A good SD-WAN MSP should be able to help mitigate against this as they predominantly operate using a subscription-based, operational expenditure (opex) model, which has several benefits. Firstly, enterprises can deploy SD-WAN in a phase-approach, grow its usage and learn to implement SD-WAN in baby steps. Secondly, an enterprise does not have to sink in high upfront capex costs to build its SD-WAN network. Finally, the cost of running the network can be expensed as operational expenditure. Other plus points include having to deal with only one company for connectivity, network monitoring, billing, and trouble resolution – all of which are guided via a comprehensive SLA with your chosen MSP – and having the option to use a wide range of connectivity options other than MPLS.
5. What are some of the broad characteristics you should look out for in a good SD-WAN MSP?
Getting your SD-WAN network up and running is only the first step. Once this is in place, an enterprise may want additional value-added services on top of basic ones. Features such as IoT connectivity and location analytics are but some nascent services that you can build on top of your SD-WAN. Other features include virtual customer premise equipment (vCPE), the use of machine learning (ML), artificial intelligence (AI), and intent-based networking systems (IBNS) for dynamic policy optimisation.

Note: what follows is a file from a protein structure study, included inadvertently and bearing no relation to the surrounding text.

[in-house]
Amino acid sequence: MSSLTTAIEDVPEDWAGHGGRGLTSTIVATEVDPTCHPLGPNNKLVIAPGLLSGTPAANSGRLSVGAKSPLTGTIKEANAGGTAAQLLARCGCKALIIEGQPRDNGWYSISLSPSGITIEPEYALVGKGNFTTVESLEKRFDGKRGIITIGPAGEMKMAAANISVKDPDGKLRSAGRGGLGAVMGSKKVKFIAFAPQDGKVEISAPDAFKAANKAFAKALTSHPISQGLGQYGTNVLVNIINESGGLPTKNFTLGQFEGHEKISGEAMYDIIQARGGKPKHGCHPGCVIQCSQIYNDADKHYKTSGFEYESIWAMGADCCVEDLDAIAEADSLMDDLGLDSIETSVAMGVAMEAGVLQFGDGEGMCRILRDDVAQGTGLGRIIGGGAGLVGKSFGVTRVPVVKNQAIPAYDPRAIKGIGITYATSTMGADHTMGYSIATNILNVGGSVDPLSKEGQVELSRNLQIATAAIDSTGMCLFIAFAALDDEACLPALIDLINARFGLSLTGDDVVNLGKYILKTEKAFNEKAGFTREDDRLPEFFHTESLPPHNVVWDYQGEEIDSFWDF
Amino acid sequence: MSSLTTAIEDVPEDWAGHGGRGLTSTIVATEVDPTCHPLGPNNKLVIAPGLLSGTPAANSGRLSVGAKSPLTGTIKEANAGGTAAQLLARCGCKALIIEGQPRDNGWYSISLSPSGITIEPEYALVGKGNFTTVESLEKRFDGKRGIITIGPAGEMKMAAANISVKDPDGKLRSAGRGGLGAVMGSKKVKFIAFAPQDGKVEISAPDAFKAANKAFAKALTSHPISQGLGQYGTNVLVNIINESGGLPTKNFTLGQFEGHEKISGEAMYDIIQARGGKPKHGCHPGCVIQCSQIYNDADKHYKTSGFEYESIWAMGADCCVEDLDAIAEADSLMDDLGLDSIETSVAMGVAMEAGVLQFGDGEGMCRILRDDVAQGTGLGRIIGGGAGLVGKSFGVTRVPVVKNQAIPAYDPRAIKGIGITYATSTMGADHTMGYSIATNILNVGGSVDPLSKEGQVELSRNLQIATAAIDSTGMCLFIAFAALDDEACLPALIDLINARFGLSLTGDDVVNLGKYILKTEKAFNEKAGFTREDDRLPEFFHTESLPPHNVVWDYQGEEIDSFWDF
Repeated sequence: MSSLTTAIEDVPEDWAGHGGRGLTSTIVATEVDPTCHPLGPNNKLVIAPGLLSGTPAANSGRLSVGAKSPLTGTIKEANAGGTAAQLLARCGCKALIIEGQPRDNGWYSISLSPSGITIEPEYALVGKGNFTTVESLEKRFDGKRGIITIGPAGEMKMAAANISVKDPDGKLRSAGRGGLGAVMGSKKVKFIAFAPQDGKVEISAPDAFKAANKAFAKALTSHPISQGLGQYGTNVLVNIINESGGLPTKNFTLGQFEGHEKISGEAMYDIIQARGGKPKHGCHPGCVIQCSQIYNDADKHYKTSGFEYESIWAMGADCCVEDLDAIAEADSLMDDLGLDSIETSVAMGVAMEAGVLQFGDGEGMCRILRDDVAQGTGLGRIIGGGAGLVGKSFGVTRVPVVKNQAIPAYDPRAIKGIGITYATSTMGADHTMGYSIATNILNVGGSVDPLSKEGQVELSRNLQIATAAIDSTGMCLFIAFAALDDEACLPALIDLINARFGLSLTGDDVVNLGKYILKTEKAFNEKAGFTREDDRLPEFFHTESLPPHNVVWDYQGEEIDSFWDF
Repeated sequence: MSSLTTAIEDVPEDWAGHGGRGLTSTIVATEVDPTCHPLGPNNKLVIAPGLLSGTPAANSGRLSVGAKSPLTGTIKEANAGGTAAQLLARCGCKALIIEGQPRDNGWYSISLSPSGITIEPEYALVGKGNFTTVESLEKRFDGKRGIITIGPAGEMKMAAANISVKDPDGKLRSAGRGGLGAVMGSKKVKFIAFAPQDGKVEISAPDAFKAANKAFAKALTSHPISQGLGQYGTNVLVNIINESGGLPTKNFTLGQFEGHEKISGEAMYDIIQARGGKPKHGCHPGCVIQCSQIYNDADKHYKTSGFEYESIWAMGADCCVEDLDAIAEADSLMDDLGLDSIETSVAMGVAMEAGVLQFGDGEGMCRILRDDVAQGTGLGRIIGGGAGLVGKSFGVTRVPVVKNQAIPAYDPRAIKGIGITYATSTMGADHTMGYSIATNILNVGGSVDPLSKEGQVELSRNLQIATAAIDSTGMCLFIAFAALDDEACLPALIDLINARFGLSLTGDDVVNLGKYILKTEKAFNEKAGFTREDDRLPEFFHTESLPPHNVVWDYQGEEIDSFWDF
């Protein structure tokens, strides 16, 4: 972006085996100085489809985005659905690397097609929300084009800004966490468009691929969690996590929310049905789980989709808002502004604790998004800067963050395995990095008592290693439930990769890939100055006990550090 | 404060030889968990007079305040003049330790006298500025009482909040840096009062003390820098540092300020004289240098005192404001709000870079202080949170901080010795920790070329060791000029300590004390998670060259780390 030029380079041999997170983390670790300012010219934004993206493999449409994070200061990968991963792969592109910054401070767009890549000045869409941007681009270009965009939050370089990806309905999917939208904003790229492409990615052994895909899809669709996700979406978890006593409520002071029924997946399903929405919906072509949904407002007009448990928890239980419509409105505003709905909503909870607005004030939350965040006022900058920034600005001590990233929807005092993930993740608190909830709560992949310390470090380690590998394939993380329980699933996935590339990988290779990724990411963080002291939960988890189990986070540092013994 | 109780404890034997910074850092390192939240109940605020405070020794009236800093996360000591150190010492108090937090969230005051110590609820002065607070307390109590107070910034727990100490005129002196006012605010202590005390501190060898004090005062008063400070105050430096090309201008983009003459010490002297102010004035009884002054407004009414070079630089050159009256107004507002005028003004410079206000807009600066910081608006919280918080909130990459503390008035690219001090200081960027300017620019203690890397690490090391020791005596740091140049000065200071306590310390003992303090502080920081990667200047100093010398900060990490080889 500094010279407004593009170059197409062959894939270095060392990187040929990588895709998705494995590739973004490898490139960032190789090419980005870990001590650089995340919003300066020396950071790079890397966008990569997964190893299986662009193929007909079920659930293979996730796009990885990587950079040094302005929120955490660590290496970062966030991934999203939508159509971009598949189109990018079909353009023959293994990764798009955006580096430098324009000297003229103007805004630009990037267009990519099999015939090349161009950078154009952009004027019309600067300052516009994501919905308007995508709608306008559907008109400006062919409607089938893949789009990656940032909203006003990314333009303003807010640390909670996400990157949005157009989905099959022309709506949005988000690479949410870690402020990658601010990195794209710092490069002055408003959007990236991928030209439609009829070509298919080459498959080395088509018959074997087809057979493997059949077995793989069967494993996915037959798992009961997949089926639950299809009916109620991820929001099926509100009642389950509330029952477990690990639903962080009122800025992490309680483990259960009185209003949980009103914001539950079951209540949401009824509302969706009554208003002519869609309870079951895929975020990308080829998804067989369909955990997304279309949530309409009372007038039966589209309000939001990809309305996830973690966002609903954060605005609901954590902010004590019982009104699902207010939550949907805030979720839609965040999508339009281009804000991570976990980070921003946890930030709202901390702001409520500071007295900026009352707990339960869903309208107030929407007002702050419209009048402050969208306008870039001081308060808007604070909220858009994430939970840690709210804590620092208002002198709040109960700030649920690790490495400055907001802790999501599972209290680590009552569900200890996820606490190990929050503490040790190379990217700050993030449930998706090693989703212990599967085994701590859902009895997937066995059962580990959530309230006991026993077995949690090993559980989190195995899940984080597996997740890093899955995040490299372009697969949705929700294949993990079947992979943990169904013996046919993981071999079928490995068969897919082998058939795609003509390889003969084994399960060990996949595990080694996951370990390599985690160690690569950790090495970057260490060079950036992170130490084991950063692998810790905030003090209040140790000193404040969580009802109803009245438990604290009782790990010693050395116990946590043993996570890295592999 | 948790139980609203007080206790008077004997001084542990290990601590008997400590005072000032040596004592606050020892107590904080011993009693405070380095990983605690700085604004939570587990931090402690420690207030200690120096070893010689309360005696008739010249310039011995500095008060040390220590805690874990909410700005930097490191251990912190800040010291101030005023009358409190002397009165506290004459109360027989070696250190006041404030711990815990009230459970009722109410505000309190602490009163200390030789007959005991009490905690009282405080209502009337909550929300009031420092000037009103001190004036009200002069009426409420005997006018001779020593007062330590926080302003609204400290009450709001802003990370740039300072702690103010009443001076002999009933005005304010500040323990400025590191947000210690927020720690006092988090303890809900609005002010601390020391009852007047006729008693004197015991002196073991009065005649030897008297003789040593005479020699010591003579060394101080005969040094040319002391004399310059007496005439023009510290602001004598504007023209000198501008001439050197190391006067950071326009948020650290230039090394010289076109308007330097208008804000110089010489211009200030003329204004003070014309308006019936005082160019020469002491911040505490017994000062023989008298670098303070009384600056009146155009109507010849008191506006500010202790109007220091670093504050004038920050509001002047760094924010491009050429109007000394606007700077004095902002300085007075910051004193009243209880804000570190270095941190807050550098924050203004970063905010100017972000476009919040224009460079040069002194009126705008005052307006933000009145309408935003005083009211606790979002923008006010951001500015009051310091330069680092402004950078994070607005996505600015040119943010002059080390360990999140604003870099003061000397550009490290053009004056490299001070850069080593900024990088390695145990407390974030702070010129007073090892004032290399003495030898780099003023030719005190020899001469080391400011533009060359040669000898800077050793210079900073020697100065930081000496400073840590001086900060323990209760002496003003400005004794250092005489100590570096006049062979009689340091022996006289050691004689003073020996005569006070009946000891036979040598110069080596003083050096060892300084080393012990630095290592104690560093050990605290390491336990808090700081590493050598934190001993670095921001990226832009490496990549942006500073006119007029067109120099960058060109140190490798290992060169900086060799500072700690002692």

This is where an MSP model may be better than a DIY model. A good MSP is a company that has integrated internet connectivity services which are backed up by proven and best-in-class solutions and offers enhanced local technical support all year round. It would have subject matter experts and consulting services in networking, cloud, software, and security. A good MSP also provides the latest technology, software updates and cutting-edge innovation from the equipment vendors, which supply the MSP so that you can plan your business with a roadmap ahead. Lastly, a good MSP is also flexible enough to customise solutions that fit your needs into an SLA that works for both parties.